“I still remember sitting in a session at the State of Montana’s IT Conference in the late fall of 2005 wondering what biomimicry was, and hoping it might be a nice break from some otherwise fairly dry IT topics I had been listening to. Sure enough, and after the presentation by Dayna I was indeed infected. I hovered after the presentation for an opportunity to interact with Dayna, and I left with her business card thinking I had just scored big. Afterwards I acquired Janine’s book and started talking about biomimicry with friends and family. One friend even commented that she had not seen the amount of passion I was displaying as long as she had known me.
Unfortunately life took over, and the combination of not seeing a path forward to engage and time passing slowly eroded my enthusiasm and the time I spent thinking about the possibilities. I did, however, carry Dayna’s card with me for several years after the event, looking at it wistfully every so often, but allowing reality to pull me back into my current world.
Then it happened, totally out of the blue. I had left my previous employer in a career change move, and I was once again in the job market after taking a year off, when I saw a job announcement for Biomimicry 3.8. The renewed passion and excitement was immediate and I applied. I felt like a little kid again going through the interview process, so nervous about the possibilities and not wanting to mess anything up, but I made it through and ended up getting the job. And, wouldn’t you know how things work out, I am currently Dayna’s executive assistant. You have to love how serendipity can play out!”
Nina Simons, Co-founder, Bioneers
“My journey with biomimicry may have begun even before learning about Janine and her book, though the concept didn’t have a name back then. In 1990, when Bioneers began, it was founded based upon finding and featuring people who had looked deeply into the natural world to understand what we might learn from nature, and included — in the early years — the work of John Todd, Paul Stamets and others who had adopted (without ever naming it as such) a biomimetic framework to explore how to apply nature’s principles to bioremediation, in particular.
When we learned about Janine and her forthcoming book, in 1997, it was like discovering a kindred spirit, but one who saw and named and described an entire multi-dimensional architecture in naming biomimicry. Janine’s genius has been in her capacity to see so many applications and ramifications of our adopting a civilization-wide biomimetic worldview, without ever losing sight of the mystery, sacredness and poetry of nature’s magnificence.
Janine’s brilliance is in articulating a science and worldview that translates our human tendency to love, respect and turn to nature for solace, guidance and repair into a universe of practicable applications, one that opens up options for business, design, technology, education, entrepreneurship and endless career opportunities, while providing a vision that’s truly capable of transforming the future of life on Earth.”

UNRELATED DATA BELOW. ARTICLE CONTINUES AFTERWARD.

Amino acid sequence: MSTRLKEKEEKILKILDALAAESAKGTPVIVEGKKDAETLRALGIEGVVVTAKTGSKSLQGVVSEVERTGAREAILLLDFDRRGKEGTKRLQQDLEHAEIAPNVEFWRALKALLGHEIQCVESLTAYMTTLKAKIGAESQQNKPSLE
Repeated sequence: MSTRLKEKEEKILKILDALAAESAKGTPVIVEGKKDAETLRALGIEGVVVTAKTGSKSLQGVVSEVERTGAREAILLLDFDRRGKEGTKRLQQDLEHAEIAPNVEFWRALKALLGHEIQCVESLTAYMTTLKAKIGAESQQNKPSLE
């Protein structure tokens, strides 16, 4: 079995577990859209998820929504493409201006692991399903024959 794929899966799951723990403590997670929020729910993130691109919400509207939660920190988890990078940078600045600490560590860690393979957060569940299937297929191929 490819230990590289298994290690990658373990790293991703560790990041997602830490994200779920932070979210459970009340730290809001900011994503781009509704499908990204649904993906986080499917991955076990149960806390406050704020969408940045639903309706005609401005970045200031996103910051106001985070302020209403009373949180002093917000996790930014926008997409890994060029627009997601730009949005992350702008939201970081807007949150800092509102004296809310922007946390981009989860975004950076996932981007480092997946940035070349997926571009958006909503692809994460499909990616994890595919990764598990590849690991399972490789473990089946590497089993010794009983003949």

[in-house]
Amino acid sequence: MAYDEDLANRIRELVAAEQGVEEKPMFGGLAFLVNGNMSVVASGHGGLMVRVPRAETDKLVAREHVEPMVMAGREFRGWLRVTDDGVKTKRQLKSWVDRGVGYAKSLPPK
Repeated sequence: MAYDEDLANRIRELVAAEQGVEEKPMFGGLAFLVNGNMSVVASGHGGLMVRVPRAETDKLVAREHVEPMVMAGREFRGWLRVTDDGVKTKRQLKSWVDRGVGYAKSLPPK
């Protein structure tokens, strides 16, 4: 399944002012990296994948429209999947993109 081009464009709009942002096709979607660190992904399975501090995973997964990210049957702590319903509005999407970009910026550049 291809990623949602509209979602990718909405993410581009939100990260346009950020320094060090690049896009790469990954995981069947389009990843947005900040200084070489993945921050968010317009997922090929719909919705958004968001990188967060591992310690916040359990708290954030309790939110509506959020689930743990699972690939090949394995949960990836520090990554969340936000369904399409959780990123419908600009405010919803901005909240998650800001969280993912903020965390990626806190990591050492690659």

Ethan Smith, AskNature Director, Biomimicry Institute
“During my second year as an undergrad, my father gave me two books that he’d recently found quite compelling: McDonough and Braungart’s Cradle to Cradle: Remaking the Way We Make Things, and Benyus’ Biomimicry: Innovation Inspired by Nature. At the time I was attempting to reconcile my need to declare a singular major with a longstanding passion for architecture and creative design, burgeoning interests in comparative sociology and medicine, a natural but dispassionate aptitude for math and the sciences, and a lifelong orientation as an environmentalist.
In the post-bubble and post-9/11 world of 2002, I was fortunate enough to have what seemed to be a plethora of options before me, and was having trouble pinpointing what the “right” path forward might be. After reading these two books back-to-back, I walked away with a clear personal vision that has underpinned the remainder of my undergraduate education and career to date. They helped open my eyes to holistic and circular ways of thinking about products, services, economies, and innovation, and I felt a deep urge to apply my energy toward making the vision of a circular economy a reality.
Benyus’ book in particular brought about a newfound fascination with biology and helped me envision how an education and career in product design — a field I’d previously passed off as part of the “problem” — might provide me with valuable tools and opportunities to be a grassroots “change-maker” while concurrently tapping into many of my wide-ranging interests and talents. The next year I transferred to a university that offered a distinguished and sustainability-minded industrial design program, and set off on a path that eventually brought me back full circle to the Biomimicry Institute, where I now focus my energy on improving asknature.org as a resource to enable innovators everywhere to gain valuable insights from biological phenomena as we endeavor toward a circular economy.”
Jessica Smith, Graphic Designer, Biomimicry 3.8
“Mine was a serendipitous meeting with biomimicry — I was researching animal architecture for a college project and the local book store recommended that I reference Janine’s book. Not even a week later, Janine gave a lecture at the University of Montana, and I was hooked. She said everyone needed to form a flying v and work together to put biomimicry into action and create a more sustainable world. I’ve been flying in the “biomimicry v” for 10 years now, starting as an intern for the Biomimicry Institute and now as a graphic designer for Biomimicry 3.8. It’s been an exciting journey, and I’m grateful to be surrounded by other like-minded individuals, and nature (via the plethora of beautiful nature photos I get to ooh and ah at every day). Because biomimicry is a mindset, nature — as model, measure, and mentor — will always be part of my life’s journey.”
Twenty years ago, the thought of a company working to build a factory that provides the same ecosystem services as the surrounding wildlands, the concept of thousands of students and young entrepreneurs developing nature-inspired innovations, and the idea that hundreds of people would be trained to ask nature for design solutions seemed like a dream. The movement has come so far, but there is still much work to be done. We asked the biomimicry community to predict where biomimicry will propel us in the next 20 years and beyond.